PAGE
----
Having said this, it seems the Bible does encourage us dialoging with God (Jeremiah 29:12-13). God calls David "a man after His own heart" and David certainly asked God lots of questions in the Psalms. Jesus even graced the Pharisees' trick questions with answers (Luke 20:20-40). In these 2 gospel stories, Jesus shows us that being citizens of Heaven is different than being citizens of Earth. Paying taxes here is nothing like giving God what is due Him. Marrying here is nothing like the intimacy in heaven. These stories also demonstrate that the basis of many of our questions arise from our fallen state (doubt, playing "gotcha" with God, mistrust, selfishness, linear thinking, limited understanding). God's gracious answer is always to reveal His character and the nature of His kingdom. He's not tricking us with roundabout answers; He just knows we ask roundabout questions and this is what our hearts truly yearn for. To know God. He answers "I AM" to every question because it IS the answer to every question once all the why's and how's are exhausted. It's what I've found anyway, when I follow a question to its end with God. He removes the anxiety from the question with His reply.

    What will it be like to ask questions in Heaven? I've read that a bank of fog 3' wide, 6' high' and 100' long has only about 1/7 of a glass of water in it. That small amount is divided into some 60 million tiny drops, each perhaps four ten thousandths of an inch in diameter. Yet when such insignificant particles settle down they can blot out the landscape and hide the sun. I think it's like that for us and sin. Even one bit of mistrust in Him blinds us. In Heaven that fog will be completely lifted. Here are some beautiful texts which for me link with this "fog clearing" metaphor: 1 Corinthians 2:16; 1 Corinthians 13:12; James 1:5-6; Revelation 22:4,13.

  3. Is Isaiah 65:17-25 really a prophecy about heaven or about the literal Jerusalem if God's people loved and obeyed Him? Because what confuses me is the verse:
    Isa 65:20 ISV  "And there will no longer be in it a young boy who lives only a few days, or an old person who does not live out his days; for one who dies at a hundred years will be thought a mere youth, and one who falls short of a hundred years will be considered accursed.
    How can it be about heaven if people are dying?
    Also in John 14:1-3 Jesus said there were already many mansions and He was going to prepare a place for us, so why would we need to build houses?

    I can understand it being used as an example of what the LORD would like to provide for us, safety, peace and happiness.

    • I think it is one of those passages that have a dual application. The emphasis is that we have much to look forward to.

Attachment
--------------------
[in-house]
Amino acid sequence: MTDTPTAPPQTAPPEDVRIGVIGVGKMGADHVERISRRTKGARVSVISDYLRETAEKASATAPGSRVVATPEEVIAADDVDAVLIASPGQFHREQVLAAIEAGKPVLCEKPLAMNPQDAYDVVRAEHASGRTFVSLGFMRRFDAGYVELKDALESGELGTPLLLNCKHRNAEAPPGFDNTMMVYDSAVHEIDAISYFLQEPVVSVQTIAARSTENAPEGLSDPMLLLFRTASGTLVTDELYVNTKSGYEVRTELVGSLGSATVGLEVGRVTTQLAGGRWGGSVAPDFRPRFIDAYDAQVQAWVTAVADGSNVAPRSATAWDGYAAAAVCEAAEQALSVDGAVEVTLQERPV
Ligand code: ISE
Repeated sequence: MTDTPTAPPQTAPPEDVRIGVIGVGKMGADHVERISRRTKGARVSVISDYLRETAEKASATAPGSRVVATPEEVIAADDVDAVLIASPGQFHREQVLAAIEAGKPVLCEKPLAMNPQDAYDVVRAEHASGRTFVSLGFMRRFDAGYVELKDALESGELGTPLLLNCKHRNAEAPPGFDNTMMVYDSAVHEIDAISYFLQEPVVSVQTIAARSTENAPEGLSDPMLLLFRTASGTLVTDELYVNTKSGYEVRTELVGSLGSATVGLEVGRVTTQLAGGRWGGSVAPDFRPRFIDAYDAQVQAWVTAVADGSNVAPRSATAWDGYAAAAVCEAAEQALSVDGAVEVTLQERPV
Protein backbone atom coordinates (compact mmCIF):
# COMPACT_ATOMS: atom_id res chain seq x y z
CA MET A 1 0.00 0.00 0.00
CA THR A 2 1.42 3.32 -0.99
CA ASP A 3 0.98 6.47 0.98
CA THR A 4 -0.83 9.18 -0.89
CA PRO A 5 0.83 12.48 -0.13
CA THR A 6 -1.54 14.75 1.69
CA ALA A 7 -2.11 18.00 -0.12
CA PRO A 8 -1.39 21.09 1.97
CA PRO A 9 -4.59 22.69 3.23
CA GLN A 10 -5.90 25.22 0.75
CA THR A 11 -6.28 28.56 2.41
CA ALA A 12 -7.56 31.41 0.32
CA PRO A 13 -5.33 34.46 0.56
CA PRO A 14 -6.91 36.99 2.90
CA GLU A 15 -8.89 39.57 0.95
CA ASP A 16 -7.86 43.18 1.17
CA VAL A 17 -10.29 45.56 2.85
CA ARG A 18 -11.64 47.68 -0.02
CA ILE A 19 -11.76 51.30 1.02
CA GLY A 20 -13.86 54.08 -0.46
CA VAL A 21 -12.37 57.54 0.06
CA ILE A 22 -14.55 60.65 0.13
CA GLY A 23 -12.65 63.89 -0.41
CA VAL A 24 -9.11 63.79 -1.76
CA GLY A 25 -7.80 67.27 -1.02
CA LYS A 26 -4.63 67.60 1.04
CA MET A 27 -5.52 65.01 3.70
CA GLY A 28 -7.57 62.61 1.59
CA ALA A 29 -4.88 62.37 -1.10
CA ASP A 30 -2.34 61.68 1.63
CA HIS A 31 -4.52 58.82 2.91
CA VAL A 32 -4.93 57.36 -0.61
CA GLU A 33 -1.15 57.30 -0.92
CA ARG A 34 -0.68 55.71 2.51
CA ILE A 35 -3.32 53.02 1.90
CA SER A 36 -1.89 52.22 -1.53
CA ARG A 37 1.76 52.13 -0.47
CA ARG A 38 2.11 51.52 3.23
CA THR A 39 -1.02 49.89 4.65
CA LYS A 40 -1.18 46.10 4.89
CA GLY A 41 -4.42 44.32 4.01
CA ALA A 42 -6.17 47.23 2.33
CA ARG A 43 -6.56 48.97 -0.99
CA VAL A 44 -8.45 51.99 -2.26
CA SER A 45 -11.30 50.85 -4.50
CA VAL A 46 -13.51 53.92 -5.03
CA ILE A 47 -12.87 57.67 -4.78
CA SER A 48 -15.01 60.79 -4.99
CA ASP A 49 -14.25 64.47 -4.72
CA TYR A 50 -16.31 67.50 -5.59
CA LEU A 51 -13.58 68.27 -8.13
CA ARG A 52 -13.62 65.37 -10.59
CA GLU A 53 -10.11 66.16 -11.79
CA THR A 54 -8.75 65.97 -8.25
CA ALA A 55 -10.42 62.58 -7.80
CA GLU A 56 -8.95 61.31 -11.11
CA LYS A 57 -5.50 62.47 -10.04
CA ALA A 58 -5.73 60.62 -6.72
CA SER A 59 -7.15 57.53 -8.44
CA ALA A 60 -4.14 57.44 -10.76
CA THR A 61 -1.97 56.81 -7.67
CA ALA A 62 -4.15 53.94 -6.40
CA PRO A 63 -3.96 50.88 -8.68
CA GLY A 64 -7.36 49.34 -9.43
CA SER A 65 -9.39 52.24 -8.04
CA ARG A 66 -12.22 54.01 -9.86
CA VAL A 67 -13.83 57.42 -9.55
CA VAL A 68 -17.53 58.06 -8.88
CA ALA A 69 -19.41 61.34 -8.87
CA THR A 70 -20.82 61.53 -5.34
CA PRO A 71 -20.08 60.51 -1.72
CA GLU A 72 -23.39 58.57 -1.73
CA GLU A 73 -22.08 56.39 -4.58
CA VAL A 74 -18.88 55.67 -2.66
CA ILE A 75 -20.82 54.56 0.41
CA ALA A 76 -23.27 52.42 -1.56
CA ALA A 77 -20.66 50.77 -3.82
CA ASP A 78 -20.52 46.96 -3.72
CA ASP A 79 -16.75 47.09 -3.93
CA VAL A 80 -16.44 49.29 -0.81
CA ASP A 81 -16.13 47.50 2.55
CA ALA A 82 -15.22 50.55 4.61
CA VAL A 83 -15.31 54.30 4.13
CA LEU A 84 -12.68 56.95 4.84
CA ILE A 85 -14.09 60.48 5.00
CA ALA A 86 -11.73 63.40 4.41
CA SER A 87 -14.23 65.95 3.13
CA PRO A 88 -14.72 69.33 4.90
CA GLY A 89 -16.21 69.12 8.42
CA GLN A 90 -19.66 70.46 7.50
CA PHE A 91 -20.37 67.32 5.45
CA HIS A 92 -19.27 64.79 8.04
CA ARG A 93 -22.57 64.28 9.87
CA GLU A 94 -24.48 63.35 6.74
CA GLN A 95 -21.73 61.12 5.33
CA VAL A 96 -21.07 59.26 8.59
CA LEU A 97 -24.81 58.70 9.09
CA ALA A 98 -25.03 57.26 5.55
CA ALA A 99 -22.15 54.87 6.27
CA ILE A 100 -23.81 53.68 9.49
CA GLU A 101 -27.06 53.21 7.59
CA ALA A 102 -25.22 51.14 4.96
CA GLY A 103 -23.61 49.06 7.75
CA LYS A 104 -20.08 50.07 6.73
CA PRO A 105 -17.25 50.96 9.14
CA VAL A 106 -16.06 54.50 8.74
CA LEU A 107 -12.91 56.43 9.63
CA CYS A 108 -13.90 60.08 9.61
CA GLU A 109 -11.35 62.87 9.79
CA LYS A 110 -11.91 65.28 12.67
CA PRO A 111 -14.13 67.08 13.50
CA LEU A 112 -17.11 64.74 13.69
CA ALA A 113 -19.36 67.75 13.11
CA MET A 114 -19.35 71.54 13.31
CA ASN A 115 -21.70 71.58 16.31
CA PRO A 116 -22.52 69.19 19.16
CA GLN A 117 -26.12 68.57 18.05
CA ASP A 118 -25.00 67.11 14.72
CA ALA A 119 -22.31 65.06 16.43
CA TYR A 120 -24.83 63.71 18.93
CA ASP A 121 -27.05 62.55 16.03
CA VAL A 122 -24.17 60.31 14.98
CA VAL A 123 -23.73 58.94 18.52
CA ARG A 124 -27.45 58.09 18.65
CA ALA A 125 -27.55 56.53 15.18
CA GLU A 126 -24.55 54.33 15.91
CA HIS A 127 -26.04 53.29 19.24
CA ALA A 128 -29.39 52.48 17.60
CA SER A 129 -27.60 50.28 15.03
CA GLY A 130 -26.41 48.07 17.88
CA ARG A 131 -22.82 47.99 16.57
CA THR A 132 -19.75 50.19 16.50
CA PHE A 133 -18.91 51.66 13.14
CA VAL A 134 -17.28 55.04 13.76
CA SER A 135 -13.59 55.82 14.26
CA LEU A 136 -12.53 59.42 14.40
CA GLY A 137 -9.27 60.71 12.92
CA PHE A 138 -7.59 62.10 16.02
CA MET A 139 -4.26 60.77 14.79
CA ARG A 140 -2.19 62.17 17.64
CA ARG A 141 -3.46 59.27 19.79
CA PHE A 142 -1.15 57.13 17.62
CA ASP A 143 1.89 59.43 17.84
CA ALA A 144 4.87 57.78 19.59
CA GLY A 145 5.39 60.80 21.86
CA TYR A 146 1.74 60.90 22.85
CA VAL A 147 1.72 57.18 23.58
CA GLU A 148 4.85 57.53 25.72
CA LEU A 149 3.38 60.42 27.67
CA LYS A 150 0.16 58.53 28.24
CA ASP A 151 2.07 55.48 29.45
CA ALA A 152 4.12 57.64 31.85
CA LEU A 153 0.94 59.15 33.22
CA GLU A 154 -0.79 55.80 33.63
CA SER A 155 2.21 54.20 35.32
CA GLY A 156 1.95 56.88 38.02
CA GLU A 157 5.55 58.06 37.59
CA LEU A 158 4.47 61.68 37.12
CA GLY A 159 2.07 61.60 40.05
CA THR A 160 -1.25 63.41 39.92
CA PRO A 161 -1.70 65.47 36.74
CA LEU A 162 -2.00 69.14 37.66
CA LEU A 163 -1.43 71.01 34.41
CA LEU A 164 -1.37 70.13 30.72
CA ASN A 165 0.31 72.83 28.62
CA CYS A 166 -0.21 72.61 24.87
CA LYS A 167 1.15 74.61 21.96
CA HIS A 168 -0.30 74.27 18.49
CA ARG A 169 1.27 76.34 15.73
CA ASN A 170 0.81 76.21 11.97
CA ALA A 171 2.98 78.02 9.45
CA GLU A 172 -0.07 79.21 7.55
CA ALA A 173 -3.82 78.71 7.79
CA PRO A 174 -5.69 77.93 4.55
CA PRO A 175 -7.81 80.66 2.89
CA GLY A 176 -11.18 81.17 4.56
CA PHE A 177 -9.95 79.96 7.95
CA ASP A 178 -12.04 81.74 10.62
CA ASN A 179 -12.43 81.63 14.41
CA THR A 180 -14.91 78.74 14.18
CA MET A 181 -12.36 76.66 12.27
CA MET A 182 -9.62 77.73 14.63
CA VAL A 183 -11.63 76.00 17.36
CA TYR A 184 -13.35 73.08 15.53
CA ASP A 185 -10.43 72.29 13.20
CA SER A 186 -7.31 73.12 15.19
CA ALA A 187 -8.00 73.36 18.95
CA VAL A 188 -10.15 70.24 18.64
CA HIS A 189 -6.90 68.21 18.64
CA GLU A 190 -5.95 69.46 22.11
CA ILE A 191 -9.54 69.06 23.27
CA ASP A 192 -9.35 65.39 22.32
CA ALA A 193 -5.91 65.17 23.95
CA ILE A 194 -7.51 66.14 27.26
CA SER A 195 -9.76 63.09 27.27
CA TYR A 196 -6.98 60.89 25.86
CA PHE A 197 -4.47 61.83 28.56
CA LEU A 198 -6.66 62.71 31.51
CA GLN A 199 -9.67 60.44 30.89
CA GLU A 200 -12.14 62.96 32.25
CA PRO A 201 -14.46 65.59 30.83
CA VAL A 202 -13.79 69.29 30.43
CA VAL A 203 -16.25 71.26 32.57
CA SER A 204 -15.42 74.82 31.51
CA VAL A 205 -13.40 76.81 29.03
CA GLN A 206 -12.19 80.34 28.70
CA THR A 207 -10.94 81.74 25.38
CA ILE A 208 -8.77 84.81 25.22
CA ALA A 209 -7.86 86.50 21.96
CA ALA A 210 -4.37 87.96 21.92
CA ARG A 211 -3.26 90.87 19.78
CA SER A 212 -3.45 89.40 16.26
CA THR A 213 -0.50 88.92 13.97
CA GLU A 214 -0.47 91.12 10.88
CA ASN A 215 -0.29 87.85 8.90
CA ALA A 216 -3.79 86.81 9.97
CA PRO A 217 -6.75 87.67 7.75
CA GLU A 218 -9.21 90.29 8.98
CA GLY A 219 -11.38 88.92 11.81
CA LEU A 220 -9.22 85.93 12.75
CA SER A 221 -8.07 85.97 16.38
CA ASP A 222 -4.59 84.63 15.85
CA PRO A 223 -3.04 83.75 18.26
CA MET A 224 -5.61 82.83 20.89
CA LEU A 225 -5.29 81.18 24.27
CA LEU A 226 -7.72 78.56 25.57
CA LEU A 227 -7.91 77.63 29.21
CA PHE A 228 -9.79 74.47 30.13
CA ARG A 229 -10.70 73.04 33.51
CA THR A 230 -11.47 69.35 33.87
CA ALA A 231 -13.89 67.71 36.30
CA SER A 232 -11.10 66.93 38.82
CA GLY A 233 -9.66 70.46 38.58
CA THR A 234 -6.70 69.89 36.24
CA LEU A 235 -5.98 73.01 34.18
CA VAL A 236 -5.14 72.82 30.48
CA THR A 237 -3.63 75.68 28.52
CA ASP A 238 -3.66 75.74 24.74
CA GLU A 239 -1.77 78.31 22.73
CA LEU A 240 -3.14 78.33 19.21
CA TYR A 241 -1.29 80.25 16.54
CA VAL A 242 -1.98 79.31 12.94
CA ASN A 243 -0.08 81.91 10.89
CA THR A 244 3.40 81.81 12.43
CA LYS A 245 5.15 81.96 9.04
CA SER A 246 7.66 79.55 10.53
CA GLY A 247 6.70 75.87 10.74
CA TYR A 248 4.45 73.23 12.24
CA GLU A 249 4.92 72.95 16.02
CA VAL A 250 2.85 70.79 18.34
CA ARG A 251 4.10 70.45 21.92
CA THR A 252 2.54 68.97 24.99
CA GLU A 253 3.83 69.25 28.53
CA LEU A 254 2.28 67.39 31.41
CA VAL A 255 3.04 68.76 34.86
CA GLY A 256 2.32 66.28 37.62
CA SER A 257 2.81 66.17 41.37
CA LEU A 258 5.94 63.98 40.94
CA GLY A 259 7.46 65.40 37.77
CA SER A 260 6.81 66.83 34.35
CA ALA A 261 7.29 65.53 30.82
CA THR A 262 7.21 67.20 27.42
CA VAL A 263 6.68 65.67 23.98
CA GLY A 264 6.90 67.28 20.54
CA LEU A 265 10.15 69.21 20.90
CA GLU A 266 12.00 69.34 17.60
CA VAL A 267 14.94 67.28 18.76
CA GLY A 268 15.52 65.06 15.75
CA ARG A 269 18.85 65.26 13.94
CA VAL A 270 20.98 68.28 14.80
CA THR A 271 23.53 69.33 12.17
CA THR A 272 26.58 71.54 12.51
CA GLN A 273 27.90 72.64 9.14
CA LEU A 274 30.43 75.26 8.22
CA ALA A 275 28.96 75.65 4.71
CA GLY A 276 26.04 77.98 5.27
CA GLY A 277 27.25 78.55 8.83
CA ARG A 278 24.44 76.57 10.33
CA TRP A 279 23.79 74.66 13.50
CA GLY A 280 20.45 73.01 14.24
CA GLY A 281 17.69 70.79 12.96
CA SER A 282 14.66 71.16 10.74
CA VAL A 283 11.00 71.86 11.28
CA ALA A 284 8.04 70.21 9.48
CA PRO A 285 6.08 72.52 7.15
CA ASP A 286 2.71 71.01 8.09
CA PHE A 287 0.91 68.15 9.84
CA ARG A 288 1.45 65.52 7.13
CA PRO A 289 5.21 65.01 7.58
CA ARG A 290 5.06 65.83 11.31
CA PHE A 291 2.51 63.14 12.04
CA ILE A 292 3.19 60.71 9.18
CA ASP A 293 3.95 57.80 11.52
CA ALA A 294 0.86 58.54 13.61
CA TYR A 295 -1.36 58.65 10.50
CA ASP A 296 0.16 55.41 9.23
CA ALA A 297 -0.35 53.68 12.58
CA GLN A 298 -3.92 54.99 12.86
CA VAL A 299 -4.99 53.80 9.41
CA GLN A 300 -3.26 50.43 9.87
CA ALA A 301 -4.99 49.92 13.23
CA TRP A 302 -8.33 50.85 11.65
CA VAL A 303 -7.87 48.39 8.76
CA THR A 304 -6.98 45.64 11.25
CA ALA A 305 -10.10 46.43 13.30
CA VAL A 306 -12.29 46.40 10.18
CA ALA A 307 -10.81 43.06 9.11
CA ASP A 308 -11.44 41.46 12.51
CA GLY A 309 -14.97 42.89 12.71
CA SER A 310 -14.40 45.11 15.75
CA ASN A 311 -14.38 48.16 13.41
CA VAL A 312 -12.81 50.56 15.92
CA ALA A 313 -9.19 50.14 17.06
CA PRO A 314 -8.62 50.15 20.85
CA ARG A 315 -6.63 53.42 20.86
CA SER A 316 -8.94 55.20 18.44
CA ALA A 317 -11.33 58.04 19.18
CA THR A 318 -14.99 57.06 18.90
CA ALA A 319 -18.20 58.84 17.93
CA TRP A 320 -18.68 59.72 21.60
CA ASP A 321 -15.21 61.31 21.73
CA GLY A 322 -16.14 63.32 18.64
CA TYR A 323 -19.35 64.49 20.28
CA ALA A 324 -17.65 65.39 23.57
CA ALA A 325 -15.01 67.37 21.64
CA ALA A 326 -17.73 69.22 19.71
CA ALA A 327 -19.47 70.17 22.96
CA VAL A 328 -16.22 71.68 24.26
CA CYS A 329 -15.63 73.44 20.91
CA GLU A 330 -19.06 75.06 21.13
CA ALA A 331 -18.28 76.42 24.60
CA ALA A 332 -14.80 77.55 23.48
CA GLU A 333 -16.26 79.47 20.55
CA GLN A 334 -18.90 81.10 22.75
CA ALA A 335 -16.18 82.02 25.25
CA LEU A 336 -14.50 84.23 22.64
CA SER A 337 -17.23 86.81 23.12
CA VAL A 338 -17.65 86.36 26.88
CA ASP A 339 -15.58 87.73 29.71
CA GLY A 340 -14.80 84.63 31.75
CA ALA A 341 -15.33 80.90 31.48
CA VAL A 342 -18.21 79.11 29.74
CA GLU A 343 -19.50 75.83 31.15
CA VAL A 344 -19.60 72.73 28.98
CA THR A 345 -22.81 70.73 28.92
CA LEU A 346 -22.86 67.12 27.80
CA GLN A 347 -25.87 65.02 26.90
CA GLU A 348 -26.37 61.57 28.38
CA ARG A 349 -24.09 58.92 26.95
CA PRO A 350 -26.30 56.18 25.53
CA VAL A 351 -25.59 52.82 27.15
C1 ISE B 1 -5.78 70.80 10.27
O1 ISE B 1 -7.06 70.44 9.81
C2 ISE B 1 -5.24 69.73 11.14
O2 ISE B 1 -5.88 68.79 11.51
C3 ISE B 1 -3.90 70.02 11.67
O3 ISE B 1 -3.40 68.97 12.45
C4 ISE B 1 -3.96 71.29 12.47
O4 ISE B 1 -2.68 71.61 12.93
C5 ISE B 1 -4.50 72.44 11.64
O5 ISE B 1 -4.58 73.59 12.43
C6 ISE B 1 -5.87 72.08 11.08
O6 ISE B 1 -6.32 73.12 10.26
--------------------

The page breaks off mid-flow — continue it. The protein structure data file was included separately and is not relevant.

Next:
And I would not be unhappy about building a house in heaven, or making use of some high technology either.

    • Although He is building mansions for us in heaven, the earth will be made completely new after the thousand years, perhaps this is where we will be building new houses and inhabiting them.

    • The "many mansions" are literally "many rooms" in His Father's house. This would be the city of God, and all will have a place there, but not limited to only there. We will not live only in the city, but over all the world, as Adam and Eve did in Eden. Ellen does write of the redeemed building homes in the earth while having a "mansion" in the city of God too. Eden was a living home and always changing. Sort of like rearranging the furniture to give an old room a new look.(?)

      I agree that Isaiah was also speaking of the possible restoration of Jerusalem "if" Israel would be faithful, though we know how that turned out, yet it speaks of the world to come while using the language of what could have been in this world where death rules over all.

    • The mansions are in the city. The houses will be built in the message have country. 🙂
      In a historic village in Fredericksburg, Texas, we can see the tiny Sunday houses the pioneers built in the city. They would come to their city homes every weekend, then go back to their country homes. When some of them get to heaven, they'll know exactly what the purpose of those mansions is. 🙂 (Personally I would hate to be cookbooks to a city - even the New Jerusalem.)

  4. We are so blessed that we have been given insight via EG White to what we will learn when in heaven.

    There every power will be developed, every capability increased. The grandest enterprises will be carried forward, the loftiest aspirations will be reached, the highest ambitions realized. And still there will arise new heights to surmount, new wonders to admire, new truths to comprehend, fresh objects to call forth the powers of body and mind and soul.—Education, 306 quoted in The Adventist Home, 549. Hvn 145.1